Biology of prostate-specific antigen.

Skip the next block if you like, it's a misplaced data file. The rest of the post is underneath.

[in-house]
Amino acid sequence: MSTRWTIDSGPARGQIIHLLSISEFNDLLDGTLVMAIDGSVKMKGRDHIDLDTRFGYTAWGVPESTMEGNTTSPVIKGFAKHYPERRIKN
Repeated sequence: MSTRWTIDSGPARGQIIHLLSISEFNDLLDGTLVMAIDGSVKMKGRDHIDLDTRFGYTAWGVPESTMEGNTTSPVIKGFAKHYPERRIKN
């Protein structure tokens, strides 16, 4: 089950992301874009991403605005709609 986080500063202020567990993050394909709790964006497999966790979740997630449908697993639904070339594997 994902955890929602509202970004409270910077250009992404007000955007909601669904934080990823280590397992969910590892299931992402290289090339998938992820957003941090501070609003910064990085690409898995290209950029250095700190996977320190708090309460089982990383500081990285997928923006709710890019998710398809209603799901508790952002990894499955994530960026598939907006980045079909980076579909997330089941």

The human kallikrein (hk) family, located on chromosome 19, encodes prostate-specific antigen (PSA [or hK3]), hK2, hK4, and hK15 (prostin), as well as other serine proteases. Although PSA has been used in the detection of prostate cancer for several years, much remains unknown about its function and forms. The regulatory mechanisms of PSA are vital to its understanding. A particular mechanism by which PSA forms complexes with either alpha1-antichymotrypsin or alpha2-macroglobulin may provide important information for disease detection and progression. Data are emerging that show that active hK2, hK4, and hK15 may be important to convert pro-PSA to the active PSA enzyme. This information, along with insights into the precise mechanisms of PSA expression, may be used to suggest that PSA and, perhaps, other members of the hK family contribute critical control mechanisms to tumor invasion or progression. Although much remains to be revealed on the role of these gene products in the detection and progression of prostate cancer, findings from studies that show sensitive signaling of the disease > or =20 years before the diagnosis of clinically significant prostate cancer may alter screening procedures and improve treatment options.